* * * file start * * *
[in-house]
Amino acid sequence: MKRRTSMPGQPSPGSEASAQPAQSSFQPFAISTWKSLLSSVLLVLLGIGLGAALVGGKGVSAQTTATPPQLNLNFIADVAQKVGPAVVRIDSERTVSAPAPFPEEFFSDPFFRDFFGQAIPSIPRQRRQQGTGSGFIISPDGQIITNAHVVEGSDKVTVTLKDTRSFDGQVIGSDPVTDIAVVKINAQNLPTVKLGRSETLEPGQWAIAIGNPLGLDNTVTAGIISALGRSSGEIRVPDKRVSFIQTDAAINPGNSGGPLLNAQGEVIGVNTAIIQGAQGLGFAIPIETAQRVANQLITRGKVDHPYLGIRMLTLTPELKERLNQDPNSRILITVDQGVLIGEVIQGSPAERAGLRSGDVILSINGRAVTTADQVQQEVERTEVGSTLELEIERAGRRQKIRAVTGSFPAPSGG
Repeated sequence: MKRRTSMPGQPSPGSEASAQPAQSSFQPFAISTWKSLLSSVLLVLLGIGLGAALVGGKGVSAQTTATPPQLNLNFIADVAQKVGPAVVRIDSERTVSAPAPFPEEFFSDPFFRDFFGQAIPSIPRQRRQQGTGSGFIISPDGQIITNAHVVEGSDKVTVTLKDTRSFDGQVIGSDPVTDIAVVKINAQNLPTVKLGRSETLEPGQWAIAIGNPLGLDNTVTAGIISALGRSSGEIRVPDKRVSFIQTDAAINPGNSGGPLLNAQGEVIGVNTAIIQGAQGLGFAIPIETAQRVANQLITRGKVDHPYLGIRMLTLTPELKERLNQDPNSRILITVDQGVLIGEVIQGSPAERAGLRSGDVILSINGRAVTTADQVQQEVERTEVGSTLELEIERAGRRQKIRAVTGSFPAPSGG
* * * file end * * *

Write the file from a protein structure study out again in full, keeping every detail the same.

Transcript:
[in-house]
Amino acid sequence: MKRRTSMPGQPSPGSEASAQPAQSSFQPFAISTWKSLLSSVLLVLLGIGLGAALVGGKGVSAQTTATPPQLNLNFIADVAQKVGPAVVRIDSERTVSAPAPFPEEFFSDPFFRDFFGQAIPSIPRQRRQQGTGSGFIISPDGQIITNAHVVEGSDKVTVTLKDTRSFDGQVIGSDPVTDIAVVKINAQNLPTVKLGRSETLEPGQWAIAIGNPLGLDNTVTAGIISALGRSSGEIRVPDKRVSFIQTDAAINPGNSGGPLLNAQGEVIGVNTAIIQGAQGLGFAIPIETAQRVANQLITRGKVDHPYLGIRMLTLTPELKERLNQDPNSRILITVDQGVLIGEVIQGSPAERAGLRSGDVILSINGRAVTTADQVQQEVERTEVGSTLELEIERAGRRQKIRAVTGSFPAPSGG
Repeated sequence: MKRRTSMPGQPSPGSEASAQPAQSSFQPFAISTWKSLLSSVLLVLLGIGLGAALVGGKGVSAQTTATPPQLNLNFIADVAQKVGPAVVRIDSERTVSAPAPFPEEFFSDPFFRDFFGQAIPSIPRQRRQQGTGSGFIISPDGQIITNAHVVEGSDKVTVTLKDTRSFDGQVIGSDPVTDIAVVKINAQNLPTVKLGRSETLEPGQWAIAIGNPLGLDNTVTAGIISALGRSSGEIRVPDKRVSFIQTDAAINPGNSGGPLLNAQGEVIGVNTAIIQGAQGLGFAIPIETAQRVANQLITRGKVDHPYLGIRMLTLTPELKERLNQDPNSRILITVDQGVLIGEVIQGSPAERAGLRSGDVILSINGRAVTTADQVQQEVERTEVGSTLELEIERAGRRQKIRAVTGSFPAPSGG